People with Parkinson's get their rhythm back in dopamine-boosting tango classes
Classes at Rady JCC provide boost of chemical that helps control movements, expert says
Marilyn Nadolsky was out for the evening seven or eight years ago when she realized she couldn't dance anymore — she had no rhythm.
"That was the first time I knew there was something wrong with me," Nadolsky, now 75, said on Wednesday.
She didn't know it at the time, but her difficulty dancing was one of her first noticeable symptoms of Parkinson's disease; she was diagnosed not long after. The disease makes it difficult for her to walk and write, among other symptoms.
Now, years after she first noticed difficulty dancing, Nadolsky is back on the floor with a vengeance, tangoing weekly at a class just for people with Parkinson's.
"When you're thinking of the dancing, you don't think of anything else," Nadolsky said. "So I don't have a problem with my feet when I'm dancing."
Nadolsky and her husband Nestor have been regulars at the tango class for people with Parkinson's at Winnipeg's Rady JCC Fitness Centre for the past three years. The class is part of the centre's Parkinson exercise program, which also includes classes in boxing, cycling and yoga.
"When you exercise, your brain gets flooded with dopamine, and dopamine is the chemical in your brain that helps control movement," said Donna Greening, who works for Parkinson Canada in Winnipeg.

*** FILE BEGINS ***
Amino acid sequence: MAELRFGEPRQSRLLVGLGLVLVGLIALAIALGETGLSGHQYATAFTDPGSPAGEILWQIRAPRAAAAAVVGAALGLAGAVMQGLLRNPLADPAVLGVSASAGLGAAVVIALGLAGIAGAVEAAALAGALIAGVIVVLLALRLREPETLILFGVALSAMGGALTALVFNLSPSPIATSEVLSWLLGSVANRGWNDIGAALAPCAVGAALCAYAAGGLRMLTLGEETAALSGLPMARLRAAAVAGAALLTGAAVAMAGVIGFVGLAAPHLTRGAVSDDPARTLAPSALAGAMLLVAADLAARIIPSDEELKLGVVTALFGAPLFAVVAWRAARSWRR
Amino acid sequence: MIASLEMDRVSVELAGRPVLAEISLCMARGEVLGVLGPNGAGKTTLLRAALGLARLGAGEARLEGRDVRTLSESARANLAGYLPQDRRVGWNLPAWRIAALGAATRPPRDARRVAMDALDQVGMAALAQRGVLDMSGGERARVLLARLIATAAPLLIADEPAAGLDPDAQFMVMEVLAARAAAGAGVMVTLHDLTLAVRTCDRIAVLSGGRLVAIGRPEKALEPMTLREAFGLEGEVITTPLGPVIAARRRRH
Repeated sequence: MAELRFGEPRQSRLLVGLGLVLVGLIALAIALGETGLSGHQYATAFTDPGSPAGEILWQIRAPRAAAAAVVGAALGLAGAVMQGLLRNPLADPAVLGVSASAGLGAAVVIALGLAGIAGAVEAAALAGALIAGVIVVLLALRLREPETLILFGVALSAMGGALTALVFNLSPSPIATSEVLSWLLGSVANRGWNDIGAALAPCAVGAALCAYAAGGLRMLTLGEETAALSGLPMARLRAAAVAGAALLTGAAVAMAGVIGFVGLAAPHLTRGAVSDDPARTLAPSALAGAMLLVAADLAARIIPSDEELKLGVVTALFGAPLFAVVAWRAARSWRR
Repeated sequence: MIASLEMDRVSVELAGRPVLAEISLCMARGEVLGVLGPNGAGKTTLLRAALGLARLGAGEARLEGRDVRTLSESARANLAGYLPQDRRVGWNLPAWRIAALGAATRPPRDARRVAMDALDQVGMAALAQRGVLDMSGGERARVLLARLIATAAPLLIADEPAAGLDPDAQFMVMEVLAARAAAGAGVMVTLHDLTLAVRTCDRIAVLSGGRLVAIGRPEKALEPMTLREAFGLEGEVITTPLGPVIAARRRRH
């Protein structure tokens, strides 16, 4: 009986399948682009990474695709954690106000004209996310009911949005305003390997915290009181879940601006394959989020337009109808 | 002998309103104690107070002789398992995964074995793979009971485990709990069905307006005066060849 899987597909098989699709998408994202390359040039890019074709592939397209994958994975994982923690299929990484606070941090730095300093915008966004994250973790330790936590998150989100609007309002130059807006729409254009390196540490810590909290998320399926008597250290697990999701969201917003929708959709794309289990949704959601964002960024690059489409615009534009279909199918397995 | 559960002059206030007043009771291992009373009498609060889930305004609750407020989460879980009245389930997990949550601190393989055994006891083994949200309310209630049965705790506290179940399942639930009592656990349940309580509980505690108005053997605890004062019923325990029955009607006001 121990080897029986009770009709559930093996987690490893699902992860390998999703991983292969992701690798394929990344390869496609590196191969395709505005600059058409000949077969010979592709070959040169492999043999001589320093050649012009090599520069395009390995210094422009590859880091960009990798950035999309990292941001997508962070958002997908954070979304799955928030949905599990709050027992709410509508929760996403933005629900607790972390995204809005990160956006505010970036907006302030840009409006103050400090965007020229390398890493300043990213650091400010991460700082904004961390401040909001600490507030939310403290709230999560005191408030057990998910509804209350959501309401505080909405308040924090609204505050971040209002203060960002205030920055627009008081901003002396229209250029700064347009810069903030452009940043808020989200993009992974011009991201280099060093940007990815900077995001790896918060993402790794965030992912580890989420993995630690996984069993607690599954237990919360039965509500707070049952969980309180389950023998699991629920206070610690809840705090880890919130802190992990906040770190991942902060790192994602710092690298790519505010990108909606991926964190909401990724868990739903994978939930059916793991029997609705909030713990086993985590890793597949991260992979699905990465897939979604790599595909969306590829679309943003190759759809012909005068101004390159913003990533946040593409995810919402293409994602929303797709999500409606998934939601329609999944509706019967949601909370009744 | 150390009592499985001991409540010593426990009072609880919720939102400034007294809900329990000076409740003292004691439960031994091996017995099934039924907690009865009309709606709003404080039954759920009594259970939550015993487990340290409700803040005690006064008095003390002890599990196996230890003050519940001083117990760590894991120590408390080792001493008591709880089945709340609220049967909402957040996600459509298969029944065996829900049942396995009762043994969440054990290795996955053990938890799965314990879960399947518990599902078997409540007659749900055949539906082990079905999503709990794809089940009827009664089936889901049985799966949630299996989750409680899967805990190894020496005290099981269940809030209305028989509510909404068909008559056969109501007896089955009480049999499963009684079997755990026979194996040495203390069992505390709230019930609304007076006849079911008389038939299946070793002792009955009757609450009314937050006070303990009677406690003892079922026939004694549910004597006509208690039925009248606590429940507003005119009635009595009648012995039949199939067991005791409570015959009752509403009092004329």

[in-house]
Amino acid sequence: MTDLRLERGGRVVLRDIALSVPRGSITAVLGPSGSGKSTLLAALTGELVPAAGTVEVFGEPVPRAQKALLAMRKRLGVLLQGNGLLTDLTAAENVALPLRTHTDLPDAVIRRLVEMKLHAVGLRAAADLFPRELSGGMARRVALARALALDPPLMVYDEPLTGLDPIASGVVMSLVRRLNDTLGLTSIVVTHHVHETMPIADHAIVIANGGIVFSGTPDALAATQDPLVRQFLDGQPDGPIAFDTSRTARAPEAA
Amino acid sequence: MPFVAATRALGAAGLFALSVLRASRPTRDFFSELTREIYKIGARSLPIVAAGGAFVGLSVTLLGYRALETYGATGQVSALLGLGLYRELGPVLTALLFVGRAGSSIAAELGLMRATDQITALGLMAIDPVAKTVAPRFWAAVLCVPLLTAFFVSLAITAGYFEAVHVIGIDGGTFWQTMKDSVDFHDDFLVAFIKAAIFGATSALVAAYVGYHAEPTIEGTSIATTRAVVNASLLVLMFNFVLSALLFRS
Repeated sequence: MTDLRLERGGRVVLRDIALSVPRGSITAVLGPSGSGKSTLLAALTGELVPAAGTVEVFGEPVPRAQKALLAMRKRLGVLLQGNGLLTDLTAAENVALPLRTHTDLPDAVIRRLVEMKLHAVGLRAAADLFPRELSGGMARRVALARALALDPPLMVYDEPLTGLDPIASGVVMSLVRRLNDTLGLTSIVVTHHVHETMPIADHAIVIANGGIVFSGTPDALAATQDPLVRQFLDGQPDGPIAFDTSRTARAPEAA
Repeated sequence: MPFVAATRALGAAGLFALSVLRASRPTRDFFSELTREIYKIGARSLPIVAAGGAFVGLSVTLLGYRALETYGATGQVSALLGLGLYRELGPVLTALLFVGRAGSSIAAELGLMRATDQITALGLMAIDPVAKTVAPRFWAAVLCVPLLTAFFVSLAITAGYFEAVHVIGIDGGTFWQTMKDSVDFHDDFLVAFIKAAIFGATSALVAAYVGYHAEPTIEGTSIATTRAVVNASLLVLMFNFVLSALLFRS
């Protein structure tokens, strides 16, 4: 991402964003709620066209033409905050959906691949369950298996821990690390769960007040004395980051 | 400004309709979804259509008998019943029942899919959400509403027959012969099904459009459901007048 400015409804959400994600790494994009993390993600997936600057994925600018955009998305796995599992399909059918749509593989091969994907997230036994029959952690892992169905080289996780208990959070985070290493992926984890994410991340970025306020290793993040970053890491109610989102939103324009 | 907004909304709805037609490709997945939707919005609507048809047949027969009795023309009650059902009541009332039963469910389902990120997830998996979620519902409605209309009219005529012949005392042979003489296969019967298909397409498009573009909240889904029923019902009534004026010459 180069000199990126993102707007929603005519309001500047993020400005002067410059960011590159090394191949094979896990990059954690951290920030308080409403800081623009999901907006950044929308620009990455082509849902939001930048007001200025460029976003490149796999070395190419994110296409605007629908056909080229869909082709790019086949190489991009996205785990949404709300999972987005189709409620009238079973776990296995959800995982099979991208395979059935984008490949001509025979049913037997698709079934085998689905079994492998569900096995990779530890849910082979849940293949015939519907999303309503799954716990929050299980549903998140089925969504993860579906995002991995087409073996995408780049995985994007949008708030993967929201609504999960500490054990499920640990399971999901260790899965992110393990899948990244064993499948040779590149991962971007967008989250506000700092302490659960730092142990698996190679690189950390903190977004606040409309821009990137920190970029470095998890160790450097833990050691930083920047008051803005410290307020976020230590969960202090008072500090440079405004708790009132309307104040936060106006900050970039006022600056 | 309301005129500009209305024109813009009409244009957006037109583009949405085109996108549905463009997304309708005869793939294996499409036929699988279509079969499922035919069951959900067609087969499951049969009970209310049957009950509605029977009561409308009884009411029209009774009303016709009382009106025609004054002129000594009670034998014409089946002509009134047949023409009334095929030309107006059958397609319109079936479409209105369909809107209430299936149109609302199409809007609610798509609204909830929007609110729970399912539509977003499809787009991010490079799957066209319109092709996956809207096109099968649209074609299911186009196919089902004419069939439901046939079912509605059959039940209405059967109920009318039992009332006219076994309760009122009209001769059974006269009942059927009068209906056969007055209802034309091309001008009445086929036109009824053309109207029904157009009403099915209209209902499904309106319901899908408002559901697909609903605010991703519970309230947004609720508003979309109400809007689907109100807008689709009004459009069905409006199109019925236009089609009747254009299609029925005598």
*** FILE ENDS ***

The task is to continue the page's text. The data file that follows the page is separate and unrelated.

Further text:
"So while you're exercising and for a period of time afterwards, your movements are better controlled."
Mark Spencer, director of fitness and health at the Rady JCC, said the centre tries to offer a variety of options for people with the disease, so they don't get bored. At the dance class, the effects of exercise are obvious.
"Their neuromuscular control becomes much better," he said. "You see people that come in, start the class with tremors — they'll virtually disappear by the end of the class."
'It sure makes a difference'
More than 25 people are diagnosed with the neurodegenerative disease every day in Canada, Parkinson Canada says. Research to beat the disease is promising, and it can be treated with medication to lessen symptoms, but there is currently no cure.
For Nadolsky, the symptoms show in her difficulty walking and making small movements, like writing or whipping cake batter. She considers herself lucky, because she can still do most things she likes.
But since symptoms of Parkinson's differ across patients, you can't just walk up to someone else with the disease and assume their experience is the same as yours, she said.
That's where the dance class comes in handy: the group of like-minded dance-lovers have become friends, Nadolsky said.
"You're in the classes together and we sit and talk if we come to class early. We've started getting together for coffee afterwards for a little while and that way you find out, too, how other people are feeling," she said.
"It sure makes a difference."
Peter Smrdelj, who has been teaching the class for the past two years, said he sees a difference, too, in the symptoms of his students — and it boosts his attitude, too.
"Sometimes when I leave here, I'm just like on cloud nine," he said. "Just really, so happy when I see the smiles at the end of the class, and the feedback I get, how positive they feel."
Nadolsky recommends other people with Parkinson's try it out.
"Yes, for sure," she said. "For the friendship and the exercise both."